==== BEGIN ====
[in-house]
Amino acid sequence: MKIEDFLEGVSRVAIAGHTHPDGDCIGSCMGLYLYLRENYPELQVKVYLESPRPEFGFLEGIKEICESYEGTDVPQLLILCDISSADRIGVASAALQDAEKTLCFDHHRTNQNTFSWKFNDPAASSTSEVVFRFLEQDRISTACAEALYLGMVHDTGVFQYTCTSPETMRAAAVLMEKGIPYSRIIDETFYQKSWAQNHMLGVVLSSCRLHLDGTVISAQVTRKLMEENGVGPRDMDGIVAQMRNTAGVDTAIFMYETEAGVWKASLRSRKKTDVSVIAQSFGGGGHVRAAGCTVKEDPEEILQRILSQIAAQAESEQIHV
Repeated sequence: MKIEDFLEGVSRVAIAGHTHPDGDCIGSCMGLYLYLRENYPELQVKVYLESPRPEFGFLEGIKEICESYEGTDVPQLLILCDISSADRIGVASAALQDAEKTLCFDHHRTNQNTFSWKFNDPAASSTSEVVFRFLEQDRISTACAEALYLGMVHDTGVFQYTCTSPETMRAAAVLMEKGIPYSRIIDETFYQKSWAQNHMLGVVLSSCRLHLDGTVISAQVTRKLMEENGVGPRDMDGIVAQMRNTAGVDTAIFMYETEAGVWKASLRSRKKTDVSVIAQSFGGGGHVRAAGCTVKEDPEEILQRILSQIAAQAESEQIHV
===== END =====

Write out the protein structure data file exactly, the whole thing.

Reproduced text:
[in-house]
Amino acid sequence: MKIEDFLEGVSRVAIAGHTHPDGDCIGSCMGLYLYLRENYPELQVKVYLESPRPEFGFLEGIKEICESYEGTDVPQLLILCDISSADRIGVASAALQDAEKTLCFDHHRTNQNTFSWKFNDPAASSTSEVVFRFLEQDRISTACAEALYLGMVHDTGVFQYTCTSPETMRAAAVLMEKGIPYSRIIDETFYQKSWAQNHMLGVVLSSCRLHLDGTVISAQVTRKLMEENGVGPRDMDGIVAQMRNTAGVDTAIFMYETEAGVWKASLRSRKKTDVSVIAQSFGGGGHVRAAGCTVKEDPEEILQRILSQIAAQAESEQIHV
Repeated sequence: MKIEDFLEGVSRVAIAGHTHPDGDCIGSCMGLYLYLRENYPELQVKVYLESPRPEFGFLEGIKEICESYEGTDVPQLLILCDISSADRIGVASAALQDAEKTLCFDHHRTNQNTFSWKFNDPAASSTSEVVFRFLEQDRISTACAEALYLGMVHDTGVFQYTCTSPETMRAAAVLMEKGIPYSRIIDETFYQKSWAQNHMLGVVLSSCRLHLDGTVISAQVTRKLMEENGVGPRDMDGIVAQMRNTAGVDTAIFMYETEAGVWKASLRSRKKTDVSVIAQSFGGGGHVRAAGCTVKEDPEEILQRILSQIAAQAESEQIHV